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We often talk about automobile accidents but over the years as I have spoken with clients and usually found out that they weren’t really involved in an automobile “accident” but in fact were injured because another driver was careless, perhaps reckless, often distracted and that it wasn’t an “accident” at all. In short it was avoidable and the injured person has every right to be upset with the offending driver. I, like most personal injury attorneys, don’t take cases and certainly don’t file lawsuits when it was an avoidable “accident”.

Very few motor vehicle collisions are accidents. An accident is when something can’t be avoided. It happens when something completely unforeseen or unexpected occurs. If the car changes lanes and crashes into a motorcycle in the next lane, it isn’t an “accident”, it is careless driving, it is negligent driving. The driver of the car simply didn’t look to see if there was a motorcycle in the next lane.

Almost every car crash is because the driver was on their cell phone, or talking to a passenger and not paying attention, or intoxicated, or was speeding and that behavior is not accidental. That behavior is careless and in the drivers do it are doing it on purpose and they make decisions to allow their attention to be distracted. Many drivers who choose to drive distracted, also speed which increases the chances of the distraction resulting in a collision. At 55 mph car travels about 100 yards in less than five seconds. But even more importantly than traveling in a straight line for 100 yards, that’s distracted driver can swerve or where the car can drift to the left or right, clip a curb, hit a pedestrian or bicyclist on the shoulder or wait about a motorcycle driving the next lane. The time it takes to move 6 feet to the right 55 mph can be one second or less.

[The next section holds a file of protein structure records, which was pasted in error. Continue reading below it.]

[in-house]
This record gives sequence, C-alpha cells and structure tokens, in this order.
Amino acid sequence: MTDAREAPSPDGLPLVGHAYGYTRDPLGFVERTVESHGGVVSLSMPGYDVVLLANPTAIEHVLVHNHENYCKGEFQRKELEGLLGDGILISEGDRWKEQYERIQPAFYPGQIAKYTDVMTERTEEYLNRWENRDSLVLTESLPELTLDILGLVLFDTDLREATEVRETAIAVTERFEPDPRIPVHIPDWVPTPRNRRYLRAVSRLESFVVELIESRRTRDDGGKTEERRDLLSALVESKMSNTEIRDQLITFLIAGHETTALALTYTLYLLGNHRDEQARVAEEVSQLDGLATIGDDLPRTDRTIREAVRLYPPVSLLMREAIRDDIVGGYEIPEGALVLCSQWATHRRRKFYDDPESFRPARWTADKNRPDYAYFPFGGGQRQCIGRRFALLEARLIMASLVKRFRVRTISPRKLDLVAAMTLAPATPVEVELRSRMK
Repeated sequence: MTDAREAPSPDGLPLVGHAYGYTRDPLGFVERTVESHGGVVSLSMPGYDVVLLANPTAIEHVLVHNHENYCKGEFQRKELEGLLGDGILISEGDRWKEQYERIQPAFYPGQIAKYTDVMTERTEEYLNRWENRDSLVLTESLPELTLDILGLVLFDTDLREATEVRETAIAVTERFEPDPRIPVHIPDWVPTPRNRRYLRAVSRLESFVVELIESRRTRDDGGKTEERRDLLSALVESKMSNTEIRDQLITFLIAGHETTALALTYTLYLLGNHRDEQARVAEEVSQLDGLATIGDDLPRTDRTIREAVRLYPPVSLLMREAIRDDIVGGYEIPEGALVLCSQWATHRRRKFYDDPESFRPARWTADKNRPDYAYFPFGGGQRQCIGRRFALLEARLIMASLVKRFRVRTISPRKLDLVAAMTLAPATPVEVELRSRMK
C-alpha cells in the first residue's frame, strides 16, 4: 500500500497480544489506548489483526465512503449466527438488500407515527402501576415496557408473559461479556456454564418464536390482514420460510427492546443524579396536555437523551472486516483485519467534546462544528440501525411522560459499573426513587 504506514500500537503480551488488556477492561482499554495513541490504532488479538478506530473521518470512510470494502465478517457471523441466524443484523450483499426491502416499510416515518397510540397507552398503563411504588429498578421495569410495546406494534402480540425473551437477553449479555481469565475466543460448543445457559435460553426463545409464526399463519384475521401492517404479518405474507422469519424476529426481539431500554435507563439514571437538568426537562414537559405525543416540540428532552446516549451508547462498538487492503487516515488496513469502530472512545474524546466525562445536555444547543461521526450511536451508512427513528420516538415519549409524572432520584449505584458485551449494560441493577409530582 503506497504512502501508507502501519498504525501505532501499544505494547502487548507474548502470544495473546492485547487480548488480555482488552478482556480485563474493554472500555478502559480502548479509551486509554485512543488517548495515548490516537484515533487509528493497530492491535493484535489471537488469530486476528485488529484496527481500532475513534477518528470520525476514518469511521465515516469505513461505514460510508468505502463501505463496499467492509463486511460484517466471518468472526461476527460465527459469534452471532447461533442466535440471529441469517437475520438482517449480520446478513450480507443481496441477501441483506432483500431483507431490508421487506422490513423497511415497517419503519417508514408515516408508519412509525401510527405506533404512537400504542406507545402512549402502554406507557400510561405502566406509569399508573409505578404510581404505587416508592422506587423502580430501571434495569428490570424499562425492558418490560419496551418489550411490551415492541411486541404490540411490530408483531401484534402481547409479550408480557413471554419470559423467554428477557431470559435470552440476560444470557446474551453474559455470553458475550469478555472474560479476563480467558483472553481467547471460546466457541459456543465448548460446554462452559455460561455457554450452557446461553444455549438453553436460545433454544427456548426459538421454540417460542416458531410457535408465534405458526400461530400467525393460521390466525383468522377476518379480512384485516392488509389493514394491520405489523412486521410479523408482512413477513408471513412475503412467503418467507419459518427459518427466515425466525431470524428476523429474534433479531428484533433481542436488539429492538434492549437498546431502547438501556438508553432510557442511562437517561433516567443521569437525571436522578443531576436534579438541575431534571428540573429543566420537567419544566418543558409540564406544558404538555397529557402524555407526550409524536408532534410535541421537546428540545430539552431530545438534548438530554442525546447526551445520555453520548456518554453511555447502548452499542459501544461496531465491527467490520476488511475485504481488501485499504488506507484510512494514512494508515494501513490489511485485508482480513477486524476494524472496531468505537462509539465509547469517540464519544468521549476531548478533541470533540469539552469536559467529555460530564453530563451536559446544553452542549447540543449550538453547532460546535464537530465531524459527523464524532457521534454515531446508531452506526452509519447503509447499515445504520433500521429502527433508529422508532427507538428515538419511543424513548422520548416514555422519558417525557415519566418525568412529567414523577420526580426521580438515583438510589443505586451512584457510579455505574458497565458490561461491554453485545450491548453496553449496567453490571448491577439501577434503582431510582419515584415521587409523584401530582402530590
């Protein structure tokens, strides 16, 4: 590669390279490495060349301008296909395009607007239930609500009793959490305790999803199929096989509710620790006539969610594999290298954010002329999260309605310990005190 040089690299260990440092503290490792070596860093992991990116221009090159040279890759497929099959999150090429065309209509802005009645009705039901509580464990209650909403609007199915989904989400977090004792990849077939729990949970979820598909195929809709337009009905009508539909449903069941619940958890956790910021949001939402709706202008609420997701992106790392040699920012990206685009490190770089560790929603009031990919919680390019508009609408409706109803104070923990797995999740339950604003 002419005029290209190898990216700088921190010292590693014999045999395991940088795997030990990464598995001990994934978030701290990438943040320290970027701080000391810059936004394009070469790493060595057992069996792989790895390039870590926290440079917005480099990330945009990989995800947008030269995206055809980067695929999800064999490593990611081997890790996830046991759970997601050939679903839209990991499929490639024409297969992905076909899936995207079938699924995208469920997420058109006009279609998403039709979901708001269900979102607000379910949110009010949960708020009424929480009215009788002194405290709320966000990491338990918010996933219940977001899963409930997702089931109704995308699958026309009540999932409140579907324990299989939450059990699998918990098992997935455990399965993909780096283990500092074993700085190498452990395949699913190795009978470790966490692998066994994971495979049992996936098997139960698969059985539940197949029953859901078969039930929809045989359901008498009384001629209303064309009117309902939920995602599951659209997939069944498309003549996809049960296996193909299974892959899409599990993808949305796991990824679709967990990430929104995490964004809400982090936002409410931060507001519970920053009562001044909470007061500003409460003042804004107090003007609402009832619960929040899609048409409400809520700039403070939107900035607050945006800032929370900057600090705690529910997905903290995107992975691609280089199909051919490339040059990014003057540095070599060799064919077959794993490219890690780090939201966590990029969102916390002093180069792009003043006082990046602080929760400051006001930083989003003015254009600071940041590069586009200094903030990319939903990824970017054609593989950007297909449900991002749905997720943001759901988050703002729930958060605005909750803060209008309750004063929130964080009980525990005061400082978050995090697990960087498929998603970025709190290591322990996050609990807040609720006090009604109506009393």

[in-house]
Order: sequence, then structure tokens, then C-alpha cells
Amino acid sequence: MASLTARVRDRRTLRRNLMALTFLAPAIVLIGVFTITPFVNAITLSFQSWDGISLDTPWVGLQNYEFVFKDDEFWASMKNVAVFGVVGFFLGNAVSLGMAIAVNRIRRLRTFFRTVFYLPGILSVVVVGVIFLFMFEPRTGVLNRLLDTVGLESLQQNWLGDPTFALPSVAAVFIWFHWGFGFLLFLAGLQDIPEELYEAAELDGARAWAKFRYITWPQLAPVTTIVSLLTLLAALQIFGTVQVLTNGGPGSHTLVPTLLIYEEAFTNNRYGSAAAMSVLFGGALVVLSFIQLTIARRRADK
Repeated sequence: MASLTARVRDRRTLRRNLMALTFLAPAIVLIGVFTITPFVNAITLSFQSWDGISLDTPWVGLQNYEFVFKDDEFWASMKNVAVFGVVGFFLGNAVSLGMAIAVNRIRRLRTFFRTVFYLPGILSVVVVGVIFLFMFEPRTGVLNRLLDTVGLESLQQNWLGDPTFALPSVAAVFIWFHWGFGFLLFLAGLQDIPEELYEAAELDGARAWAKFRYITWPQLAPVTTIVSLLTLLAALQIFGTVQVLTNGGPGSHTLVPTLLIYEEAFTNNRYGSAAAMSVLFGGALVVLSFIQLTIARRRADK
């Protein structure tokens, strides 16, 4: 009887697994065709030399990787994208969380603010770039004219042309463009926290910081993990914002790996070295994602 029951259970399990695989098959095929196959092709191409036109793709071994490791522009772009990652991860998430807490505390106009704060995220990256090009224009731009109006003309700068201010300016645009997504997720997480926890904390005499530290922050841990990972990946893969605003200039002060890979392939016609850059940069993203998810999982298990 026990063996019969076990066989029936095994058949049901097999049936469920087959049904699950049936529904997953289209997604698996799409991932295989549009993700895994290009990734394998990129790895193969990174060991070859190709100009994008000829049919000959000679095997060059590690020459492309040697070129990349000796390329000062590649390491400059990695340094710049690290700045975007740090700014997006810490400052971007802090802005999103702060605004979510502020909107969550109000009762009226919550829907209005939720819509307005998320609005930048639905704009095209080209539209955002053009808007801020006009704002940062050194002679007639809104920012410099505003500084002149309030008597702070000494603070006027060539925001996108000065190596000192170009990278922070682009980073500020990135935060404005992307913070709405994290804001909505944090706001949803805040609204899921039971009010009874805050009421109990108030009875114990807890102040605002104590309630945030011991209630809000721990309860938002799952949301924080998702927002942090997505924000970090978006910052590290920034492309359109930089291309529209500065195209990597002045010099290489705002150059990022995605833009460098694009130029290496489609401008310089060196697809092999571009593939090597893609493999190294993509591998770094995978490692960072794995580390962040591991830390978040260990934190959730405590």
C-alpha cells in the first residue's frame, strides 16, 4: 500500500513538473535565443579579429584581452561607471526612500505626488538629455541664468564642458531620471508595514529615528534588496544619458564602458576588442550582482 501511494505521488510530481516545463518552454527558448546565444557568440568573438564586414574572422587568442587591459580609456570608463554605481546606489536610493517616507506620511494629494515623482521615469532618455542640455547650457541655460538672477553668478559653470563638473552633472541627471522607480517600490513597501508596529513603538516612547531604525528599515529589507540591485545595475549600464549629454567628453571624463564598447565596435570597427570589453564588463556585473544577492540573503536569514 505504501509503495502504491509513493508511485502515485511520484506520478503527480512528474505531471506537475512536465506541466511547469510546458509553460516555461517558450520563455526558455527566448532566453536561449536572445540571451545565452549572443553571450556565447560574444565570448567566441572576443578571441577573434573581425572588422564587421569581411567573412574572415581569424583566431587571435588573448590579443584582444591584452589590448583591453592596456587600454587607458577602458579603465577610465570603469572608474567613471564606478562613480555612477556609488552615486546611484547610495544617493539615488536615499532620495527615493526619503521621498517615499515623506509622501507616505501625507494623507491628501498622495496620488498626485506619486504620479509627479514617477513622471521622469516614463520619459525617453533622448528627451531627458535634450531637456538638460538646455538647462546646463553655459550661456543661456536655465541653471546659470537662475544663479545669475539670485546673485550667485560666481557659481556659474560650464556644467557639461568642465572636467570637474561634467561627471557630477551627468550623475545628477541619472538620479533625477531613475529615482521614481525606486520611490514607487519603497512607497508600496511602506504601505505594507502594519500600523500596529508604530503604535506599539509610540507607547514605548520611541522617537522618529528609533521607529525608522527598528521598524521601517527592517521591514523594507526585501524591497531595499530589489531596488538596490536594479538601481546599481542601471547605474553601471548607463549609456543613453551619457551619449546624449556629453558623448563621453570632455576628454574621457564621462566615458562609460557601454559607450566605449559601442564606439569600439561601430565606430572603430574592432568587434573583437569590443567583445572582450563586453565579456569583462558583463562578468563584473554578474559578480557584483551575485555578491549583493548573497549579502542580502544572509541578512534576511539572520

Speed makes distraction worse. Don’t speed. Don’t drive distracted.

If you want to do something about it, speak up when you are a passenger and driver of your car is driving that way. If you are a teen and the way your parents drive frightens you, speak up. You don’t have to yell at them or even complain. Tell the driver that you care for them and that you don’t want them to get hurt. Tell them that you are afraid and that you don’t want to get hurt. Tell them that you don’t want anyone to get hurt and that includes all of the other people on the road, as well as pedestrians and bicyclists. Check out and the great safety and prevention site 60 for Safety for distracted driving resources and if you want a presentation at your school, club or company, contact Wayne Parsons.

Please watch the Casey Feldman story. It will change the way you drive:




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